For God so loved the world that he gave his only Son, so that everyone who believes in him may not perish but may have eternal life. (John 3:16)
This is an extraordinary statement in John’s gospel which has the capacity to stop us in our tracks if we truly hear the words and intention of God towards God’s beloved world. The love bound up in these words leaves me breathless.
But I wonder, if someone asked you what is the good news Christians have heard which makes them so excited, what would you answer in a way which makes sense to a stranger?
I suppose my starting point is to think about how I know if someone loves me and how I know God loves me.
I know what isn’t love: just like millions of women expressing their anger, fear, grief and frustration at the lack of action by families, employers and governments over violence, misogyny, patriarchy and sexism against women. This is at crisis levels in all cultures and societies around the world including Australia.
I am also glad to speak with men struggling with this culture who can say what isn’t love either. Their grief is profound that we have come to this point as human beings.
Love isn’t about power, control, fear, hate, guilt, violence, anger or dislike. I suspect we’ve all experienced these emotions and can point to times when they flare up inside us. Our judgment in such moments is clouded; we resist anyone who tries to tell us something different. We become deaf and blind to every other reality around us. We project our fear onto others and we will not acknowledge our vulnerability. We are unwilling to let go our hurts. We refuse to believe we cannot be in control. We continue to try to tip the world in our direction, spilling its benefits and favours our way. We seek to retain those privileges and entitlements we’ve always assumed are ours. We’re devastated when we discover human love is uncertain and unreliable.
Yet, in faith we hear about God creating the world out of love. This beautiful creation around us, the cosmos singing its eternal songs of joy and love in a way only God can hear in its beauty and majesty. The symphony of sun rising and setting, the moon and stars in their patterns, the life-changing seasons, the wildlife, the dawn chorus, the fish and the great oceans, flowers and bare winter growth. It is astonishing and miraculous.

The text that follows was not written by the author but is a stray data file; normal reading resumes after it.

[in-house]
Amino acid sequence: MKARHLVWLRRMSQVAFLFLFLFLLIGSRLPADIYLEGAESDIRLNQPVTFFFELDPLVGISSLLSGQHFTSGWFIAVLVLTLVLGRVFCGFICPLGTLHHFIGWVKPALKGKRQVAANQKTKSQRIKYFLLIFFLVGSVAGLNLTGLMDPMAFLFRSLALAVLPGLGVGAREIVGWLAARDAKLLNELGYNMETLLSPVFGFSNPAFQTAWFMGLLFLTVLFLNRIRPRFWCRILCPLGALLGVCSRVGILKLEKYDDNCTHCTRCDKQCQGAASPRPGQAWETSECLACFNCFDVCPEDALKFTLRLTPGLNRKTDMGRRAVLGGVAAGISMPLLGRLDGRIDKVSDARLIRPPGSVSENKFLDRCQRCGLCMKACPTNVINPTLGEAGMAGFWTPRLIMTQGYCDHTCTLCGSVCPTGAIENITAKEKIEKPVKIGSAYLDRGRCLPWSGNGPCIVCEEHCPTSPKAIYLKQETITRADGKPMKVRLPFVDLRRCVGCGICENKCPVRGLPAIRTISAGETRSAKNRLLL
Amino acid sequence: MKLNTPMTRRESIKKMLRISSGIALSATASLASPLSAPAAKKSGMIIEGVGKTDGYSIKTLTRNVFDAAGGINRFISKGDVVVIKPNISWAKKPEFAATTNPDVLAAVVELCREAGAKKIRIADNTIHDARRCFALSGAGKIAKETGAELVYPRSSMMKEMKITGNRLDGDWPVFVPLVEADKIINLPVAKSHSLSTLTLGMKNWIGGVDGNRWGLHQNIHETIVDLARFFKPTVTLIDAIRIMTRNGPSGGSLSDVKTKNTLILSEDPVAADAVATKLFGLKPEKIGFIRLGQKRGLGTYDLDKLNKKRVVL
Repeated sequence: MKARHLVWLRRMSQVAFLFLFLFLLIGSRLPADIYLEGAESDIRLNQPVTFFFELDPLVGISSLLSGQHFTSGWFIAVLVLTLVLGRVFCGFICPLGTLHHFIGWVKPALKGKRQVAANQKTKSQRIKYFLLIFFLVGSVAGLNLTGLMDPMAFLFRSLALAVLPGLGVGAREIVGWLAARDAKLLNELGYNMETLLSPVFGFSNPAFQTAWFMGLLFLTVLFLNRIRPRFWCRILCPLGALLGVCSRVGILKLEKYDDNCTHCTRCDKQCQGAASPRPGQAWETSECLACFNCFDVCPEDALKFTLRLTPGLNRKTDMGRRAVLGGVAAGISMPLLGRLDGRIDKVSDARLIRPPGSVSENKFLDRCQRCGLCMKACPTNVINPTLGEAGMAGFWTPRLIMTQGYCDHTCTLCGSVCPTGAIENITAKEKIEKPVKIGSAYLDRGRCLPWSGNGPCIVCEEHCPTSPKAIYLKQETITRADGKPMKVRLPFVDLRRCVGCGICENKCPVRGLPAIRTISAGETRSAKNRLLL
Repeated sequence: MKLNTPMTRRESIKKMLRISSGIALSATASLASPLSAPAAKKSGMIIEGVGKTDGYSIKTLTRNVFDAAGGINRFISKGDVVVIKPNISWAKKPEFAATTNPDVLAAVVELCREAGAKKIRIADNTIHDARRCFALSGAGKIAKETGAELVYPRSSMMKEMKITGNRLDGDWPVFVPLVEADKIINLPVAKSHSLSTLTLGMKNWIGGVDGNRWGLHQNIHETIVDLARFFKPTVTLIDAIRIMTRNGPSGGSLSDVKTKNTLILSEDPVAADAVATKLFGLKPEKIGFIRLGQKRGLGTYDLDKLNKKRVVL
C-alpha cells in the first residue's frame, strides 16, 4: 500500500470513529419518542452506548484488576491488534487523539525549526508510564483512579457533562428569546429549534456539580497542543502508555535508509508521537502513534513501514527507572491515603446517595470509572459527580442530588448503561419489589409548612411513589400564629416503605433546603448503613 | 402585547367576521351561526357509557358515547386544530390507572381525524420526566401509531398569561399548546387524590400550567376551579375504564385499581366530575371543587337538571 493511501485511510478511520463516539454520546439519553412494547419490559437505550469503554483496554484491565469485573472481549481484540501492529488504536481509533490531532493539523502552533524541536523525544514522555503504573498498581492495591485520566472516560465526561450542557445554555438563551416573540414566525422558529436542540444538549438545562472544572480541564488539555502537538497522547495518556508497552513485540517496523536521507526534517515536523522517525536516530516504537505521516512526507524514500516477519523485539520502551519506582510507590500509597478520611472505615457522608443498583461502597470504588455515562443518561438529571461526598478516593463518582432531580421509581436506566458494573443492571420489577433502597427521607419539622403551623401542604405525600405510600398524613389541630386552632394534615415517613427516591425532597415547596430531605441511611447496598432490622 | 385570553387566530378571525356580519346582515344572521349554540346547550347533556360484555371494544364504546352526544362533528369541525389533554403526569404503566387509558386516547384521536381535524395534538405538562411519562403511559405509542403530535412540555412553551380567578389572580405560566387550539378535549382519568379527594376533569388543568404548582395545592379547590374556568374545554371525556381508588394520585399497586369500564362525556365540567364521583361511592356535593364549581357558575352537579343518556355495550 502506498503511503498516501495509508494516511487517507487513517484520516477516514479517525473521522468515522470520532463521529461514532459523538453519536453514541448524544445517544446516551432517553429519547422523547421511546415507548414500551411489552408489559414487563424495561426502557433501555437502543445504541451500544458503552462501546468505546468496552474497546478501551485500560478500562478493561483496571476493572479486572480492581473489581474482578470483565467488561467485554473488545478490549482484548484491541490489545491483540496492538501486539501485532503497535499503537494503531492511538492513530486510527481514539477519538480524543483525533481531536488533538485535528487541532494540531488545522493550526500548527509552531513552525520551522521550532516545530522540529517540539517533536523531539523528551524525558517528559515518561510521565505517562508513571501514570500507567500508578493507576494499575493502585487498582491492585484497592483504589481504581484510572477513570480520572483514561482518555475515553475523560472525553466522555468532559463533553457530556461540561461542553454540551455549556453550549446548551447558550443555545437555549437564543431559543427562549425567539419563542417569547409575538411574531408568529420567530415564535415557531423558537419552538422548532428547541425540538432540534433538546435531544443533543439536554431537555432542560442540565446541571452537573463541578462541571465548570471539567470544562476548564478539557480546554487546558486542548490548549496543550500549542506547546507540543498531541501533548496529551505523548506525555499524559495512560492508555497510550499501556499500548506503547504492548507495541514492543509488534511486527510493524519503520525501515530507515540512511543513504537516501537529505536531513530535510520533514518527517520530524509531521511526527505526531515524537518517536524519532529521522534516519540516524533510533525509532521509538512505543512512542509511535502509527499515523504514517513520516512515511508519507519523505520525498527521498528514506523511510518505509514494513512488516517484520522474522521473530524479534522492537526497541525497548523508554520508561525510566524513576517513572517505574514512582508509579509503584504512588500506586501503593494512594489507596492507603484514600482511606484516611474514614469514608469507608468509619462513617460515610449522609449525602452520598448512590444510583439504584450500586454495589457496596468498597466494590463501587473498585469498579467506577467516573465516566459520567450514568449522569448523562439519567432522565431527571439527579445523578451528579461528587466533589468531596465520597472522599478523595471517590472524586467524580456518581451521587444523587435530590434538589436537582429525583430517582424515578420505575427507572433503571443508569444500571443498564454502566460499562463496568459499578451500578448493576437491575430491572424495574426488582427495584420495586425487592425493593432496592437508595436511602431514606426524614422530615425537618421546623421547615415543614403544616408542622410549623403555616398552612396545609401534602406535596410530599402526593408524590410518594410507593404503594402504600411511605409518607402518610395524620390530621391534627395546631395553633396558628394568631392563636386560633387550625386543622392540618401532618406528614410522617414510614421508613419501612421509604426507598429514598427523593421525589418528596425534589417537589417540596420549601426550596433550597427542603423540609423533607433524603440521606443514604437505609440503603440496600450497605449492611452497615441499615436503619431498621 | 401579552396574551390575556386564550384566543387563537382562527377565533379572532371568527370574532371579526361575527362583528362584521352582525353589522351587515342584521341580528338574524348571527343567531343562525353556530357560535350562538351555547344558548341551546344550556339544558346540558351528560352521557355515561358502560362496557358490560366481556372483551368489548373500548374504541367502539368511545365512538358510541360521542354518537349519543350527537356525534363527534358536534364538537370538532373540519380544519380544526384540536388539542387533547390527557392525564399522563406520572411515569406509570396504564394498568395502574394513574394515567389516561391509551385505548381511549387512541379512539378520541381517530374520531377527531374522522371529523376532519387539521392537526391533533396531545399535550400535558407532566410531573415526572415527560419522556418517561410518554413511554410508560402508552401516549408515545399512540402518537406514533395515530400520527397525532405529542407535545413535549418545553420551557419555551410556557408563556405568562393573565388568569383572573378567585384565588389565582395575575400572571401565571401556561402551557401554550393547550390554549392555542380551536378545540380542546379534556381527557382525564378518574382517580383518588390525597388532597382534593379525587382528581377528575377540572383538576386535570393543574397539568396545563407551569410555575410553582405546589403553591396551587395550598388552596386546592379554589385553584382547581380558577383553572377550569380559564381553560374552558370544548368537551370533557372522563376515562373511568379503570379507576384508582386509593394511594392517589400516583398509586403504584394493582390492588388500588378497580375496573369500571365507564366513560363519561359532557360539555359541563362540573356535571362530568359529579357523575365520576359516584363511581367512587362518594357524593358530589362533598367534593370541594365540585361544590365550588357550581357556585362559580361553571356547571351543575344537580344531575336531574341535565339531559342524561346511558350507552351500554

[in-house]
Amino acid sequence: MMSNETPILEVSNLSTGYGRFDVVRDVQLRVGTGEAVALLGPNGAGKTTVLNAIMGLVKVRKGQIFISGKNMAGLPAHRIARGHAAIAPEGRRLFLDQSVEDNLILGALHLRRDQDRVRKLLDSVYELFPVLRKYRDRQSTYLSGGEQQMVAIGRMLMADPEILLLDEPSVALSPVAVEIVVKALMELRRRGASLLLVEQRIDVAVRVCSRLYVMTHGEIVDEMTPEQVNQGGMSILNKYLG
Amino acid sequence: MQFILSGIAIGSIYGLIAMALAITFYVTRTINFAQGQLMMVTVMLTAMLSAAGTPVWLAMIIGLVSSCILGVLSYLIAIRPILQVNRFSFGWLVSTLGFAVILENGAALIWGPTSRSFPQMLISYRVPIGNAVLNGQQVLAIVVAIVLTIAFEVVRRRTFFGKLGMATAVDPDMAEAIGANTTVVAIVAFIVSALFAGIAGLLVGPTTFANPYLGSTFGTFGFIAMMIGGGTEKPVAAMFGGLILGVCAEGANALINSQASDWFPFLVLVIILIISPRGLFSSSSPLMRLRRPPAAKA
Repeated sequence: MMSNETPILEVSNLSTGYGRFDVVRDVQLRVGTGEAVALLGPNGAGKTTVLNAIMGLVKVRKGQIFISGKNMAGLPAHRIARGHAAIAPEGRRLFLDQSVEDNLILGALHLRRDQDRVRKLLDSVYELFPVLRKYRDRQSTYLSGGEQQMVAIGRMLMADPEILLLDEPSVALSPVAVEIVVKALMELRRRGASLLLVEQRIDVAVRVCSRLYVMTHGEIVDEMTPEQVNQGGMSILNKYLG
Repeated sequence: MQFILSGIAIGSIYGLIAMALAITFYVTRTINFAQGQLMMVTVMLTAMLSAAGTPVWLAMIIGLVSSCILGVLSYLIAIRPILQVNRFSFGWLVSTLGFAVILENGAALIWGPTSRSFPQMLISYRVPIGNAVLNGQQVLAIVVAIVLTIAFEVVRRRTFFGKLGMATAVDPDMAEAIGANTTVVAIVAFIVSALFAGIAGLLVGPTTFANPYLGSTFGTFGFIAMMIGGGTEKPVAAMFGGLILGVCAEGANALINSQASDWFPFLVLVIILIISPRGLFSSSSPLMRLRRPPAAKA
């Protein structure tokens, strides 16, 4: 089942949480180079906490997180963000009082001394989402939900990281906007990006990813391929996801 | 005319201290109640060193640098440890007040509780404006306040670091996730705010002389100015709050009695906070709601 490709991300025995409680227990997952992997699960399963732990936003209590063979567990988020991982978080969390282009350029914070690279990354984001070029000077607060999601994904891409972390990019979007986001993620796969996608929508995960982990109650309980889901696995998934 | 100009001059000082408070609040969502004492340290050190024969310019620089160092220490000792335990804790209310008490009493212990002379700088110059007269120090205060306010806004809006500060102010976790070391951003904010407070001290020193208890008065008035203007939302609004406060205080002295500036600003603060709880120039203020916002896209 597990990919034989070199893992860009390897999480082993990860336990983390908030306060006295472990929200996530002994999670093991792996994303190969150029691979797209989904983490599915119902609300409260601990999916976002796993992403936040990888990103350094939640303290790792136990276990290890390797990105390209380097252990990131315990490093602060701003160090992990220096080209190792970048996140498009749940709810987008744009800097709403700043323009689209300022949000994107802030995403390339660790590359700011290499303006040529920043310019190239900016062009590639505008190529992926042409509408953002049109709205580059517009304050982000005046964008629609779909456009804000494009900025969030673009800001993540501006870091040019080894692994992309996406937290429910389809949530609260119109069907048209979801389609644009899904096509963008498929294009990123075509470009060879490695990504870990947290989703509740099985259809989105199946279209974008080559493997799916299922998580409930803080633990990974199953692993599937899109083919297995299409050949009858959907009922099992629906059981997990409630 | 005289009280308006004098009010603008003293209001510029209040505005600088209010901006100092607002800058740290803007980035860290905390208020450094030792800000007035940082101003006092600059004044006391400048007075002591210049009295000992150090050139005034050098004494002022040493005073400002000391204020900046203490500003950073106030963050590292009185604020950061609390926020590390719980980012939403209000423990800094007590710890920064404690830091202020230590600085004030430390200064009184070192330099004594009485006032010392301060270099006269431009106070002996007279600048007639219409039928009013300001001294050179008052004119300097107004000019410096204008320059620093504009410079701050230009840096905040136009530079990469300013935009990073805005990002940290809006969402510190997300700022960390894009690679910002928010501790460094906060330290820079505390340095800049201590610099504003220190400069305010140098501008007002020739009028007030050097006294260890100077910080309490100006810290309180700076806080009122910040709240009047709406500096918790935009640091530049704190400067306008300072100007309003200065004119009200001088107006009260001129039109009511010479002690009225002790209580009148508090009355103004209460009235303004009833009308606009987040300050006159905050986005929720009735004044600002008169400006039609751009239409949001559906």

God spoke God’s Word and creation came into being. God was there before all things and God is there at the end. Paul writes to the Colossians:
Christ is the image of the invisible God, the first-born of all creation; for in him all things were created, in heaven and on earth, visible and invisible… all things were created through him and for him. He is before all things and in him all things hold together. He is the head of the body, the church; he is the beginning, the first-born from the dead, so that he might come to have first place in everything. For it pleased God that in him all fullness should dwell, and through all things be reconciled to himself. (Colossians 1 15-20)
God established a world out of love to live in love, which has since chosen other ways to live. Humans are created in God’s image; and, as God seeks to bring this creation back into the fullness of relationship with which it was intended to exist, God freely gave us God’s Son to break open the world, renewing God’s will on earth as it is in heaven. Doing so now, not in some distant future, but here for all time and for all people.
In a world filled with death-dealing powers, the love of God is a light shining in the darkness. This outpoured love of God for God’s world is revealed in the gift of God’s only Son. The Word became flesh and came to live with us. God gives of God’s very being in an act of self-sacrifice for the whole world; earth-shattering in its magnitude and humility.